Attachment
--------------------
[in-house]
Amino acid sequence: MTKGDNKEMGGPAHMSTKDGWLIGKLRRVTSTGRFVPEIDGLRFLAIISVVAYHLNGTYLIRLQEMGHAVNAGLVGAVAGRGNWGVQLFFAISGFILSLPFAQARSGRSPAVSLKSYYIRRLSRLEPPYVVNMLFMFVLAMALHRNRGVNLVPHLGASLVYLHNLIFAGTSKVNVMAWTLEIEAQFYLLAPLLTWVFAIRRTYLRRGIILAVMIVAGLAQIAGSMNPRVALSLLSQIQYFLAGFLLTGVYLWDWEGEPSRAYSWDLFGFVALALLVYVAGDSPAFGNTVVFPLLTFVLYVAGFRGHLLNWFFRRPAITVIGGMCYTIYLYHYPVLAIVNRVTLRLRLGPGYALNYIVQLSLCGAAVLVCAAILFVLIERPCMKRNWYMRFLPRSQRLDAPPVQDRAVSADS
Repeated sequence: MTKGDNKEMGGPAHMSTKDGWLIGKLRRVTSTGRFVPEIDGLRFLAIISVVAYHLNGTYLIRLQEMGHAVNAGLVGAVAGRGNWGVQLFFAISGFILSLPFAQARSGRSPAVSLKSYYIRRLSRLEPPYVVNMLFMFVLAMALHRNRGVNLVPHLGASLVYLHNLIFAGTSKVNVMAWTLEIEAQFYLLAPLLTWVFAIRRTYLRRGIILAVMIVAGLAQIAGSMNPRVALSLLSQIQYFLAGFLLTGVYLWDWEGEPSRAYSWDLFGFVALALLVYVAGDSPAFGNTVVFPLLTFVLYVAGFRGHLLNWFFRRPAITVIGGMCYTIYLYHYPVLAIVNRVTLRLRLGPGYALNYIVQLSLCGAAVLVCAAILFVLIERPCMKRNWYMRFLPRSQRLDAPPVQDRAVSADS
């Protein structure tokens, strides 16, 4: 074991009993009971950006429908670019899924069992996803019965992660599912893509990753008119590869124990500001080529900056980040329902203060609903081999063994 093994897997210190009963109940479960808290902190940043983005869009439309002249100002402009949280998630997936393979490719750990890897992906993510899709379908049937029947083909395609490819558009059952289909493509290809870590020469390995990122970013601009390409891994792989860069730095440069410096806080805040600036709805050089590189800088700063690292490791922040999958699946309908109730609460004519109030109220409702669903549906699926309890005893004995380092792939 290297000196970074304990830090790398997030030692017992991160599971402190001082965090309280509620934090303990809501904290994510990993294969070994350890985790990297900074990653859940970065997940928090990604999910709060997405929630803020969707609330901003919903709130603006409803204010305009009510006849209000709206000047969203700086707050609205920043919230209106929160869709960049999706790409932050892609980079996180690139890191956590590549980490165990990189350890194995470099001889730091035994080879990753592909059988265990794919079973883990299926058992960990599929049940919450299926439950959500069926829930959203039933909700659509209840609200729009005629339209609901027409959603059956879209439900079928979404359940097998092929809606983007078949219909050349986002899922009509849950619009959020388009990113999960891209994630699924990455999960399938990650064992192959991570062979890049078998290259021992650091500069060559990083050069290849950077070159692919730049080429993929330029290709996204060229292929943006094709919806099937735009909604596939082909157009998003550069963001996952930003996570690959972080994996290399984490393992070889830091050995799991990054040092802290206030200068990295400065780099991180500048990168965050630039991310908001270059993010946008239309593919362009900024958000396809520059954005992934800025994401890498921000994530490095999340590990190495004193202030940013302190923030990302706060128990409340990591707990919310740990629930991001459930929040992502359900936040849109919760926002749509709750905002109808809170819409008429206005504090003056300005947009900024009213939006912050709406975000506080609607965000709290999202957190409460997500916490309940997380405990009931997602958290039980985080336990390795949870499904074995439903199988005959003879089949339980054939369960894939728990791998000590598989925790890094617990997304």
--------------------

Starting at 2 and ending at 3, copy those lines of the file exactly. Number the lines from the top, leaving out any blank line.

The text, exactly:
Amino acid sequence: MTKGDNKEMGGPAHMSTKDGWLIGKLRRVTSTGRFVPEIDGLRFLAIISVVAYHLNGTYLIRLQEMGHAVNAGLVGAVAGRGNWGVQLFFAISGFILSLPFAQARSGRSPAVSLKSYYIRRLSRLEPPYVVNMLFMFVLAMALHRNRGVNLVPHLGASLVYLHNLIFAGTSKVNVMAWTLEIEAQFYLLAPLLTWVFAIRRTYLRRGIILAVMIVAGLAQIAGSMNPRVALSLLSQIQYFLAGFLLTGVYLWDWEGEPSRAYSWDLFGFVALALLVYVAGDSPAFGNTVVFPLLTFVLYVAGFRGHLLNWFFRRPAITVIGGMCYTIYLYHYPVLAIVNRVTLRLRLGPGYALNYIVQLSLCGAAVLVCAAILFVLIERPCMKRNWYMRFLPRSQRLDAPPVQDRAVSADS
Repeated sequence: MTKGDNKEMGGPAHMSTKDGWLIGKLRRVTSTGRFVPEIDGLRFLAIISVVAYHLNGTYLIRLQEMGHAVNAGLVGAVAGRGNWGVQLFFAISGFILSLPFAQARSGRSPAVSLKSYYIRRLSRLEPPYVVNMLFMFVLAMALHRNRGVNLVPHLGASLVYLHNLIFAGTSKVNVMAWTLEIEAQFYLLAPLLTWVFAIRRTYLRRGIILAVMIVAGLAQIAGSMNPRVALSLLSQIQYFLAGFLLTGVYLWDWEGEPSRAYSWDLFGFVALALLVYVAGDSPAFGNTVVFPLLTFVLYVAGFRGHLLNWFFRRPAITVIGGMCYTIYLYHYPVLAIVNRVTLRLRLGPGYALNYIVQLSLCGAAVLVCAAILFVLIERPCMKRNWYMRFLPRSQRLDAPPVQDRAVSADS